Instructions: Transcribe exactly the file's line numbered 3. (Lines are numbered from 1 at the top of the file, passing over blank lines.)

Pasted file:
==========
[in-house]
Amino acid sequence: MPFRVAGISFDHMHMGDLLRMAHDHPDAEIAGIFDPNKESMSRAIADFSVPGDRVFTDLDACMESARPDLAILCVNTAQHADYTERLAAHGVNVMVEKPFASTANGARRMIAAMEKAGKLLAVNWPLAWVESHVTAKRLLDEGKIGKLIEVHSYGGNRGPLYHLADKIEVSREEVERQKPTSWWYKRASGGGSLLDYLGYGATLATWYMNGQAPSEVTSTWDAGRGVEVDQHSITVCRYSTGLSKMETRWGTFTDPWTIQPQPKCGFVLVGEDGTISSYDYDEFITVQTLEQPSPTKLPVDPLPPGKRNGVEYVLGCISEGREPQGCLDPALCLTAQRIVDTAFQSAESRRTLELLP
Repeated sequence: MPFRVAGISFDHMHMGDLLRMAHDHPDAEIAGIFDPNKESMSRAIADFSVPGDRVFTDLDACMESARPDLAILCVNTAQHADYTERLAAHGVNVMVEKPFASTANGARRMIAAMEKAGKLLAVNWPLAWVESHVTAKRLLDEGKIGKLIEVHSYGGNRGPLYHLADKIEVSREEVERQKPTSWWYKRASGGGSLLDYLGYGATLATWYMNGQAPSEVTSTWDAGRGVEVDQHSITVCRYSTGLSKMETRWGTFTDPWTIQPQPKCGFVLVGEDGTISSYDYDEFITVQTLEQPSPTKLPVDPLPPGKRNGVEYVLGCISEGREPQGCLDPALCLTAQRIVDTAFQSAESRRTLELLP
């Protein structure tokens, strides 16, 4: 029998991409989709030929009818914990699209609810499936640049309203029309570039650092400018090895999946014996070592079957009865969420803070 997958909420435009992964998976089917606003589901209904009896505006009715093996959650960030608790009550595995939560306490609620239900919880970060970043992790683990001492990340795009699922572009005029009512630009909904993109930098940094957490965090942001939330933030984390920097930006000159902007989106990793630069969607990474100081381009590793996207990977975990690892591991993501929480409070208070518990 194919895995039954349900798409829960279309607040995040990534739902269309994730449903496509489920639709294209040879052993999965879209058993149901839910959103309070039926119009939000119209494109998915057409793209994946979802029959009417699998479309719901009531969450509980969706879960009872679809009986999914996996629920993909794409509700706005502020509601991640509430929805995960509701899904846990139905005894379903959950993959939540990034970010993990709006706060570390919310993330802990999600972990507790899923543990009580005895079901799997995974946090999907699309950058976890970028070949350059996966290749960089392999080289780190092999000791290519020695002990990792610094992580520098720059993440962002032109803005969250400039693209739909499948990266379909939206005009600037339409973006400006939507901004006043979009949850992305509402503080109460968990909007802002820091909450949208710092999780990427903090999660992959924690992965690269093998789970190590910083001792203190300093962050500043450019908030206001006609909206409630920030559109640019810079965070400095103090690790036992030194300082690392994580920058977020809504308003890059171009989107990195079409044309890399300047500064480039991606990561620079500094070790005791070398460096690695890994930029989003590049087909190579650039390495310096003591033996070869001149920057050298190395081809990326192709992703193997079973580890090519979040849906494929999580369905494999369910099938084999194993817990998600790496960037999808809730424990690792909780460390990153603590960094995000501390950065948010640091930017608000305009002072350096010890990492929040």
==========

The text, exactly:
Repeated sequence: MPFRVAGISFDHMHMGDLLRMAHDHPDAEIAGIFDPNKESMSRAIADFSVPGDRVFTDLDACMESARPDLAILCVNTAQHADYTERLAAHGVNVMVEKPFASTANGARRMIAAMEKAGKLLAVNWPLAWVESHVTAKRLLDEGKIGKLIEVHSYGGNRGPLYHLADKIEVSREEVERQKPTSWWYKRASGGGSLLDYLGYGATLATWYMNGQAPSEVTSTWDAGRGVEVDQHSITVCRYSTGLSKMETRWGTFTDPWTIQPQPKCGFVLVGEDGTISSYDYDEFITVQTLEQPSPTKLPVDPLPPGKRNGVEYVLGCISEGREPQGCLDPALCLTAQRIVDTAFQSAESRRTLELLP